Some critics and audiences have accused this film of being too-Disney, considering the reportedly-hypocritical fact that Merida has become an official “Disney princess” in merchandising and so forth. And while there is some truth in that, what the filmmakers were aiming at (and succeeded in) was telling a story about an unconventional female protagonist (a first for the studio) who goes beyond the expectations of what a princess is or should be, as well as giving her depth and complexity in learning what it means take responsibility and doing what’s best for her family and her kingdom. Even one of the clan lords comes to see that to win one’s hand, he must first win her heart. Similar to Remy’s words on deciding to make a difference in terms of change and influence, Merida illustrates the ancient themes of “fate” and “destiny”, specifically in terms of the direction she takes in life and what she will do. (This is a theme that shouldn’t be taken lightly, and should be discerned.)

The characters and accents in Brave are very authentic, thanks, in part, to the contributions of a vocal cast that includes Scottish actors McDonald, Billy Connolly (King Fergus), Kevin McKidd (Lord MacGuffin), and Craig Ferguson (Lord Macintosh). The action is, at times, more serious and intense than in previous studio efforts, maybe even more than The Incredibles. And Patrick Doyle’s evocative score (echoing James Horner’s score from Braveheart, 1995) adds to the epic and emotional sweep of this world, as well as the mother-daughter story at its center.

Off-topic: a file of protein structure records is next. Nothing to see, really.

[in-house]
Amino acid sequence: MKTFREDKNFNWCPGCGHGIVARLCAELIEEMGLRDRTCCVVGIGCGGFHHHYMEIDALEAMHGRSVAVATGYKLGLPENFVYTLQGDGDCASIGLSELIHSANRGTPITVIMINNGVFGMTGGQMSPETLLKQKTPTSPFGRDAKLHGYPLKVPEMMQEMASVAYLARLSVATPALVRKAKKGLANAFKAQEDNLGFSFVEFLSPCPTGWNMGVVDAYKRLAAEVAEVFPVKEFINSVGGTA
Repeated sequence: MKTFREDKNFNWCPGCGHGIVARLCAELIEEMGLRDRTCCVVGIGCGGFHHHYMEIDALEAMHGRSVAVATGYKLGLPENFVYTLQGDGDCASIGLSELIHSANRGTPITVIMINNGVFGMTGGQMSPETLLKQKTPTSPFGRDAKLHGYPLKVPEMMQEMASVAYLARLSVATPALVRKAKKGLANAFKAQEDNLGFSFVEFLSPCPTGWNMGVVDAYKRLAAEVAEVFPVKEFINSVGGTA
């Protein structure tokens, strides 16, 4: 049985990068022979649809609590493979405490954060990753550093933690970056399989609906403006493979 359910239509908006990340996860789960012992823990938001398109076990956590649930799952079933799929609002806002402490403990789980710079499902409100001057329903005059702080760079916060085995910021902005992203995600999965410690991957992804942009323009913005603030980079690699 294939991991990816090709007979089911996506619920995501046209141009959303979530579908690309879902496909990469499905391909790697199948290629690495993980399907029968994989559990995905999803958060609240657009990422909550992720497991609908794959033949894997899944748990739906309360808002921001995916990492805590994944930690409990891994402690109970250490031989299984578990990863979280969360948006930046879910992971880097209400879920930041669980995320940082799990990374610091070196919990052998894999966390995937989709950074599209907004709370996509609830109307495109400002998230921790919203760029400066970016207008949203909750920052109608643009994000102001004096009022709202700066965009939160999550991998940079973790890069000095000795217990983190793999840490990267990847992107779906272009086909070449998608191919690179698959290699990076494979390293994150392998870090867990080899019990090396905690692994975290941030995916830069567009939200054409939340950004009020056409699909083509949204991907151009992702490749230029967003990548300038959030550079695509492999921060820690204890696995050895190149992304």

A mother-daughter moment from childhood
Trivial facts
- This film, along with John Carter in 2012, was dedicated in memory of former Pixar CEO Steve Jobs, who passed away the year before. Brave also has something in common with The Hunger Games (also released in 2012), in that Merida and Katniss Everdeen, respectfully, are both archers. 
- The original title of this film was “The Bear and the Bow,” with Disney story veteran Brenda Chapman as the initial director and Reese Witherspoon as the original leading voice. Chapman was later replaced by Pixar story supervisor Mark Andrews (The Incredibles, "One Man Band") during production difficulties (as was Witherspoon, due to scheduling conflicts). Chapman is still credited as co-director and was reportedly happy with the final film, and that Andrews stayed true to her vision. Plus, the bear element remains essential.
- One critic noted that the animation of Merida’s curly red hair (reportedly done by “six graduates of Brigham Young University’s highly vaulted computer-animation program,” IMDb) was solely worth the price of admission.